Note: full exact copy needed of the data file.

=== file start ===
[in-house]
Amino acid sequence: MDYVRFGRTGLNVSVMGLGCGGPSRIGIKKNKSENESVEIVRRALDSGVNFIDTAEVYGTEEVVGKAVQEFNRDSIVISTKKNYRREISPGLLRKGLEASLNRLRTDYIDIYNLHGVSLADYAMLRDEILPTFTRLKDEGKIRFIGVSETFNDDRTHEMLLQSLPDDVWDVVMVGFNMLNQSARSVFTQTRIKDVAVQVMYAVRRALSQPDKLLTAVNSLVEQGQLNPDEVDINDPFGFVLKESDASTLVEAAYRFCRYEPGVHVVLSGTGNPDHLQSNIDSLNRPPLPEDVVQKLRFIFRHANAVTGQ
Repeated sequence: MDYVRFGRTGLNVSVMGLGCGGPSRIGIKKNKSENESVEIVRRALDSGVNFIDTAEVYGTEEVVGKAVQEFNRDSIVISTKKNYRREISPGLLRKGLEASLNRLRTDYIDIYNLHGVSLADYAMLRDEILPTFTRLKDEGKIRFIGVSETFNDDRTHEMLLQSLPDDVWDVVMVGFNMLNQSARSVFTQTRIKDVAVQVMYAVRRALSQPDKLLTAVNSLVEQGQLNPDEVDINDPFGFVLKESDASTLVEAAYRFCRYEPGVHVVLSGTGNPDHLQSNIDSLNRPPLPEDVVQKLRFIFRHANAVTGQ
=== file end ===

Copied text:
[in-house]
Amino acid sequence: MDYVRFGRTGLNVSVMGLGCGGPSRIGIKKNKSENESVEIVRRALDSGVNFIDTAEVYGTEEVVGKAVQEFNRDSIVISTKKNYRREISPGLLRKGLEASLNRLRTDYIDIYNLHGVSLADYAMLRDEILPTFTRLKDEGKIRFIGVSETFNDDRTHEMLLQSLPDDVWDVVMVGFNMLNQSARSVFTQTRIKDVAVQVMYAVRRALSQPDKLLTAVNSLVEQGQLNPDEVDINDPFGFVLKESDASTLVEAAYRFCRYEPGVHVVLSGTGNPDHLQSNIDSLNRPPLPEDVVQKLRFIFRHANAVTGQ
Repeated sequence: MDYVRFGRTGLNVSVMGLGCGGPSRIGIKKNKSENESVEIVRRALDSGVNFIDTAEVYGTEEVVGKAVQEFNRDSIVISTKKNYRREISPGLLRKGLEASLNRLRTDYIDIYNLHGVSLADYAMLRDEILPTFTRLKDEGKIRFIGVSETFNDDRTHEMLLQSLPDDVWDVVMVGFNMLNQSARSVFTQTRIKDVAVQVMYAVRRALSQPDKLLTAVNSLVEQGQLNPDEVDINDPFGFVLKESDASTLVEAAYRFCRYEPGVHVVLSGTGNPDHLQSNIDSLNRPPLPEDVVQKLRFIFRHANAVTGQ